we are looking for options that may help us get to a deal. you will consider it but i do not hearfrom you anything specific that you say mrs may must deliver before you will approve an extension request. can you be specific about what you now need to see from the british government? we need to know what is the strategy. what does britain want? how prime minister may would like to reach the majority in westminster. because what i have discussed with my british partners is that nobody really wants in a no deal solution. what we want is to find a way to get an agreement and there is no indication of what the plan is but i believe that there will be scope to debate tomorrow and
theresa may will have to present it. theresa may will have to present it. the tomorrow with theresa may goes to the european council, she will not be able to guarantee that she can geta not be able to guarantee that she can get a deal is apparently set, through the british parliament. are you saying that they need to go back to london, she will need to win that vote for the eu, maybe in an emergency council on the eve of the march to nine deadline, could then ratify an extension. is that the way you see it playing out? it may be the way. i did not have a crystal ball, i could not guess. there is another problem here and you alluded to earlier, and that is that the eu parliamentary elections. as i understand it, mrs may was advised on the telephone byjean—claude juncker that she should not seek an extension before may 23 because, in his view, and we know it is the view
of the bureaucrats and the commission, if britain is inside the eu after may 23 then it is required to hold european parliamentary elections that take place on that day. it seems that mrs may has com pletely day. it seems that mrs may has completely ignored that advice from jean—claude juncker and she is seeking an extension or the way through to june 30. seeking an extension or the way through tojune 30. in your view is that another big problem? i don't think it is a big problem. at the end of the day. we have a solution for uk was drawing on the table so you are not participating in the elections, you are not going to participate in the creation of a new commission. that is european legislation that has already been put in place and in this context i believe that there may be an option that the elections until the end of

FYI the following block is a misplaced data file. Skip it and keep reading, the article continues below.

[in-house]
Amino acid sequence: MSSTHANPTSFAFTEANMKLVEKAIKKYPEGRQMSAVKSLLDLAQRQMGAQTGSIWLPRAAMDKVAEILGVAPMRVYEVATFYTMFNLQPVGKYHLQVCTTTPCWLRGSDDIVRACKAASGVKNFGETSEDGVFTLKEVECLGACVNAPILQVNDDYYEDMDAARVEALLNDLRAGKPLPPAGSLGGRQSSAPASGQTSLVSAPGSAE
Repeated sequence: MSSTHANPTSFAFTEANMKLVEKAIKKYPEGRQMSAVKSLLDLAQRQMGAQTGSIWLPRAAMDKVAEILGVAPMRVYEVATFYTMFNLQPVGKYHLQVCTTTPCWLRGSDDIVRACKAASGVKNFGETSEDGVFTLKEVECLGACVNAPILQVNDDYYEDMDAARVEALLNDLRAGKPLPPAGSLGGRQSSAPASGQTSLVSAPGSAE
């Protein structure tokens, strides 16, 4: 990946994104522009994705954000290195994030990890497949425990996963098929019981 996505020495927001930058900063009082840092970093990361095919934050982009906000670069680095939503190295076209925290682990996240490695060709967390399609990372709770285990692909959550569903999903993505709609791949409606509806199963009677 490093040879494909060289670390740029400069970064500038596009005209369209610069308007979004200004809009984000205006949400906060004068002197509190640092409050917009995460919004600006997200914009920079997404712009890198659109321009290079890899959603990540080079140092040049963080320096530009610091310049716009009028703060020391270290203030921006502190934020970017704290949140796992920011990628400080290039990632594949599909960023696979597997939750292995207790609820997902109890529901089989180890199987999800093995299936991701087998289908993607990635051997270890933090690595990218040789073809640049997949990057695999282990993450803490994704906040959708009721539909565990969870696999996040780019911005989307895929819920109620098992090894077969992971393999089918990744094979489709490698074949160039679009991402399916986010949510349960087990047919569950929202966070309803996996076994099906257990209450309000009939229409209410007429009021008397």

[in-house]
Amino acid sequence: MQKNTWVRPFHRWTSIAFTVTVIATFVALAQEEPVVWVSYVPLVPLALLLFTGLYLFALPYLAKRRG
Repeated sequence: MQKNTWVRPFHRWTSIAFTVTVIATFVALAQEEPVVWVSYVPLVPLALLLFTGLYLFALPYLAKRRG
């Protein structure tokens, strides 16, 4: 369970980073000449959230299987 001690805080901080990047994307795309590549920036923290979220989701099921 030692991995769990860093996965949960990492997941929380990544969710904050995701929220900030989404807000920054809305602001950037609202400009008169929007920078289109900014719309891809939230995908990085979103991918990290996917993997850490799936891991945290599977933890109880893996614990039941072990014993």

june but it is up to the prime minister and the presidents tomorrow. you have had some inside track today because you have seen the british foreign secretary, jeremy hunt. did he give you any assurances that the deal will now be put back before the british parliament in the next few days and that in his view it will be passed. what was he able to say to you in terms of guarantees and assure ra nters ? terms of guarantees and assure ra nte rs ? we terms of guarantees and assure ranters? we don't have guarantees at the moment. you don't? did he look uncomfortable in your conversation? we agreed on friday that no deal solution is not something that we seek. but there is a chance that the withdrawal agreement will be approved in parliament. but there are no guarantees at the moment. interesting that you have said several times that we do not want a no deal outcome. there are still
many brexiteers, that is those who are absolutely adamant that the british government should leave with no deal rather than accept the current deal, those people still, it seems, thinks that the onus is on the eu to provide more concessions and they seem to believe that the eu, fundamentally, is so alarmed by the prospect of no deal that at the last second of the last minute of the last hour why you and your collea g u es the last hour why you and your colleagues will blink and you will offer more concessions. what you say to them? as i said at the beginning, the agreement we have since last november is a delicate compromise. it is not a comp ice between the eu and the uk, it is a compromise with the eu 27 and we should approach it in this context. it would be harsh to open disagreement. hard, but not impossible? i believe it almost impossible. i don't see the option